Companion piece: Customizable solidoodle alternative snap spool holder (you'll need to customize it's dimensions)
After temporarily enclosing the printer with in a tent made of two blankets propped over a side table turned on its side convinced me that it's really worth it, I decided to build an enclosure.
I really liked the idea in this design, but I wanted something that can accommodate my top-mount spool holder. Since I was going to have to do some modifications, I decided to make something a little fancier. The goal was to keep the cuts needed on the acrylic sheet to a minimum, while still being able to use the enclosure with the spool holder. This is the result.
At the end of a one-hour print, the temperature inside was about 40C (105F), while temperature in the room was around 26C (78F), with A/C running right behind printer (photos were taken about 20min into print, starting from cold enclosure) Works wonders for ABS prints and warping. Can be easily removed for PLA. No modifications to the printer frame are necessary.
In addition to the STLs here, you'll need some acrylic sheet (I got it from Lowes, 0.08" thick, for about $15), some 1/4" diameter craft magnets (I had some 1/4" high ones), and the STLs for the bottom hooks from the enclosure in the post above.
Update 7/13: Added experimental left and right front pieces (-lf_exp.stl and -rf_exp.stl) with rivet insets shaped to allow for some thermal expansion while maintaining proper registration (for sheet cut measurements). Untested, I'm using original design w/o problems (at most 1mm expansion on left, likely due to uneven cuts; hardly noticeable, but there). If you try, please leave comment.
This enclosure works together with the customizable solidoodle alternative snap spool holder, but you need to re-generate the holder with the following parameters:
positioning = 1; // Flush against back
arm_length = 134;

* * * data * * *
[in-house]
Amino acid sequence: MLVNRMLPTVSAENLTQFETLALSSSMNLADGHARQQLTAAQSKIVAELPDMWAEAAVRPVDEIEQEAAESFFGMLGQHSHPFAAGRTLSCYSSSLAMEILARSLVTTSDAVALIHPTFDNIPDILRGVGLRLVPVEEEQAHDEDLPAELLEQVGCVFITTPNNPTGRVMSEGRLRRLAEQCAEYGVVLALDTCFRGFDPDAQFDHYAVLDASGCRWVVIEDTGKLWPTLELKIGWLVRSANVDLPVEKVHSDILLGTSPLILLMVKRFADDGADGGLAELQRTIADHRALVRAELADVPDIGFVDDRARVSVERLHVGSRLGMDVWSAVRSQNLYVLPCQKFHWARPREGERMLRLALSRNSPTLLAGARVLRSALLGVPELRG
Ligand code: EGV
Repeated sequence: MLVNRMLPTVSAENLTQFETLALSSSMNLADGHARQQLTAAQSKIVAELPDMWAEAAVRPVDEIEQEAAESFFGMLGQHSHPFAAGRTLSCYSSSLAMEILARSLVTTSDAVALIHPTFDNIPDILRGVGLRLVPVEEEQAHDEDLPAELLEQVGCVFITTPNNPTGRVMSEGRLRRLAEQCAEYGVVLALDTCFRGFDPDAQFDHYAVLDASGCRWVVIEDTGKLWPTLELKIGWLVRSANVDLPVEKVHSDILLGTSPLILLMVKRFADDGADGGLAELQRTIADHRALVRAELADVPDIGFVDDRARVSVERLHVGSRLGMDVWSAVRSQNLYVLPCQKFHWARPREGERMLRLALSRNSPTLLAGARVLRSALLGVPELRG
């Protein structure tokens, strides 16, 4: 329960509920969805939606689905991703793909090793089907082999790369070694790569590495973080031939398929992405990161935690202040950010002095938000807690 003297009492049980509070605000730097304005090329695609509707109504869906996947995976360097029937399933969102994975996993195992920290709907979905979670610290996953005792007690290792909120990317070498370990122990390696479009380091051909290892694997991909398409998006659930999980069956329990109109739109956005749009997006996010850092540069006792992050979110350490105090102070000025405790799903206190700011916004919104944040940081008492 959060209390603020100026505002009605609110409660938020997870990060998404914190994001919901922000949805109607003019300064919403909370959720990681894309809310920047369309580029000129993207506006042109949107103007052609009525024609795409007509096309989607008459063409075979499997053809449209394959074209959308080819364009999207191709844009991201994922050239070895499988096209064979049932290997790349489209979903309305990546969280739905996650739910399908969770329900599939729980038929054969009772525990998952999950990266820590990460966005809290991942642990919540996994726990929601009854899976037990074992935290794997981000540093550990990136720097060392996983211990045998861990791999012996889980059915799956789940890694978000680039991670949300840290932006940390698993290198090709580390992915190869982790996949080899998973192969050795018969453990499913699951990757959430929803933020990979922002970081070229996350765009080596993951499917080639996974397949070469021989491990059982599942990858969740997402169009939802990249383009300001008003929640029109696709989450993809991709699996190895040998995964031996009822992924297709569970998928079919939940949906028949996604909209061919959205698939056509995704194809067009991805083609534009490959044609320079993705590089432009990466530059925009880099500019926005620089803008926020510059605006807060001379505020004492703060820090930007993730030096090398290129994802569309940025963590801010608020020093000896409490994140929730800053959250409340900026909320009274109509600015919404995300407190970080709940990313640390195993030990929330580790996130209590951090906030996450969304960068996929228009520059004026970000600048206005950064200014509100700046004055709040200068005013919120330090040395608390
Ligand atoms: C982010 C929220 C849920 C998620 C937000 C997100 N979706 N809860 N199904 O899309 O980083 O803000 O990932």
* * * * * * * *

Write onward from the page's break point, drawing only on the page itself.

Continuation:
arm_angle = 15;
base_size = 64;
arm_buttress_width = 9;
Otherwise, the spool won't clear the lid of the enclosure.
Update 7/14: Added spool holder STLs that I'm actually using, so you don't have to re-generate.
You'll also need the bottom hook STLs from the attachment in this post.
Once you have that, then:
Done. Having made simple rectangular boxes out of acrylic sheets in the past, this was a reasonably simple job (about a day, including shopping).
- You can use a Dremel with a sanding band instead of just a file but keep the speed low (acrylic melts/cracks easily, and also clogs the sanding band easily), go slow, and wear a mask/respirator. Also, without a jig it's near impossible to get a straight edge, so mark the entire line, go reasonably close, but leave last part for manual filing/sanding.
- When you cut the notches (for the two side panels, and for the top piece of the lid), be extra careful with the inner corner (very easy to crack the acrylic if your score lines do not meet perfectly and/or are different depth: go slow and careful, and alternate between scoring both sides, so you score the entire cut evenly and don't get a nasty break/crack).
- Acrylic cracks easily when drilling. Be careful, especially if you don't have the right drill bits (sharper point, coarser pitch). I didn't, so I used the Dremel again, drilling at the slowest speed, first a small pilot hole, then a larger hole, and finally used a round needle file to fine-tune fit. Also, take some care when pushing in magnets: if acrylic holes are not well-aligned, the printed clips may delaminate under excessive force.
- The insets for the rivets are measured and tested on my Solidoodle 2; please double-check if you have a Solidoodle 3.
If you need other dimensions, feel free to download and modify the OpenSCAD files, as necessary. Changing things like magnet diameter and height, acrylic sheet thickness, etc should be relatively straightforward.